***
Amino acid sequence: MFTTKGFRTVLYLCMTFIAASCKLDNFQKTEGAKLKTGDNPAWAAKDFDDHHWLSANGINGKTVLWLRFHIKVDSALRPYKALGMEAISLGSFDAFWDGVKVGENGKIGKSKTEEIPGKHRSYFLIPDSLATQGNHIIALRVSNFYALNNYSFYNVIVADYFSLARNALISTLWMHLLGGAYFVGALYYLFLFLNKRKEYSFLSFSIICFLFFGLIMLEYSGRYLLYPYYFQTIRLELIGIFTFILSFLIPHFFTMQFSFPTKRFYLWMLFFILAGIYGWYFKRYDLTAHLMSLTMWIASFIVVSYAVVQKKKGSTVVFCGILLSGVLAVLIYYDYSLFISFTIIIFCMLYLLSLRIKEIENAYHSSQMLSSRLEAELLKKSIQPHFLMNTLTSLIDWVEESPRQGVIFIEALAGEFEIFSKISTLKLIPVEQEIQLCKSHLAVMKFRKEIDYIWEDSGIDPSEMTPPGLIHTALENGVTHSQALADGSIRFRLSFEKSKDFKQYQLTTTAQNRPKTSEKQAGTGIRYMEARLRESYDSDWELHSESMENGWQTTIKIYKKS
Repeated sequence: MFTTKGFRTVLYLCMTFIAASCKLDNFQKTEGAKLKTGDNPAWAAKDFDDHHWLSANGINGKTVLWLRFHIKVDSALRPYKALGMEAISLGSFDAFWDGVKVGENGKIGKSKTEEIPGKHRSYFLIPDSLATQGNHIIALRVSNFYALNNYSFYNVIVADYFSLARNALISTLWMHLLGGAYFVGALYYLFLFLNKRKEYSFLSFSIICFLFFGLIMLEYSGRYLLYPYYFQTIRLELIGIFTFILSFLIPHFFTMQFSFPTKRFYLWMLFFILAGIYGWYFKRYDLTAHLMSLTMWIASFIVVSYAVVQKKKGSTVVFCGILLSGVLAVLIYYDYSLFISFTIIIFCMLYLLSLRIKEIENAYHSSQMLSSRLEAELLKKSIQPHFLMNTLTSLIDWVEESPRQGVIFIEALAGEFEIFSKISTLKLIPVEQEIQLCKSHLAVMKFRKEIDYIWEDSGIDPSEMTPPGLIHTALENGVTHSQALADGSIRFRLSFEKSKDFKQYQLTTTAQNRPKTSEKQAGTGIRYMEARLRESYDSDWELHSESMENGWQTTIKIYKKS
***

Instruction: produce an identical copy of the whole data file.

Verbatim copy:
Amino acid sequence: MFTTKGFRTVLYLCMTFIAASCKLDNFQKTEGAKLKTGDNPAWAAKDFDDHHWLSANGINGKTVLWLRFHIKVDSALRPYKALGMEAISLGSFDAFWDGVKVGENGKIGKSKTEEIPGKHRSYFLIPDSLATQGNHIIALRVSNFYALNNYSFYNVIVADYFSLARNALISTLWMHLLGGAYFVGALYYLFLFLNKRKEYSFLSFSIICFLFFGLIMLEYSGRYLLYPYYFQTIRLELIGIFTFILSFLIPHFFTMQFSFPTKRFYLWMLFFILAGIYGWYFKRYDLTAHLMSLTMWIASFIVVSYAVVQKKKGSTVVFCGILLSGVLAVLIYYDYSLFISFTIIIFCMLYLLSLRIKEIENAYHSSQMLSSRLEAELLKKSIQPHFLMNTLTSLIDWVEESPRQGVIFIEALAGEFEIFSKISTLKLIPVEQEIQLCKSHLAVMKFRKEIDYIWEDSGIDPSEMTPPGLIHTALENGVTHSQALADGSIRFRLSFEKSKDFKQYQLTTTAQNRPKTSEKQAGTGIRYMEARLRESYDSDWELHSESMENGWQTTIKIYKKS
Repeated sequence: MFTTKGFRTVLYLCMTFIAASCKLDNFQKTEGAKLKTGDNPAWAAKDFDDHHWLSANGINGKTVLWLRFHIKVDSALRPYKALGMEAISLGSFDAFWDGVKVGENGKIGKSKTEEIPGKHRSYFLIPDSLATQGNHIIALRVSNFYALNNYSFYNVIVADYFSLARNALISTLWMHLLGGAYFVGALYYLFLFLNKRKEYSFLSFSIICFLFFGLIMLEYSGRYLLYPYYFQTIRLELIGIFTFILSFLIPHFFTMQFSFPTKRFYLWMLFFILAGIYGWYFKRYDLTAHLMSLTMWIASFIVVSYAVVQKKKGSTVVFCGILLSGVLAVLIYYDYSLFISFTIIIFCMLYLLSLRIKEIENAYHSSQMLSSRLEAELLKKSIQPHFLMNTLTSLIDWVEESPRQGVIFIEALAGEFEIFSKISTLKLIPVEQEIQLCKSHLAVMKFRKEIDYIWEDSGIDPSEMTPPGLIHTALENGVTHSQALADGSIRFRLSFEKSKDFKQYQLTTTAQNRPKTSEKQAGTGIRYMEARLRESYDSDWELHSESMENGWQTTIKIYKKS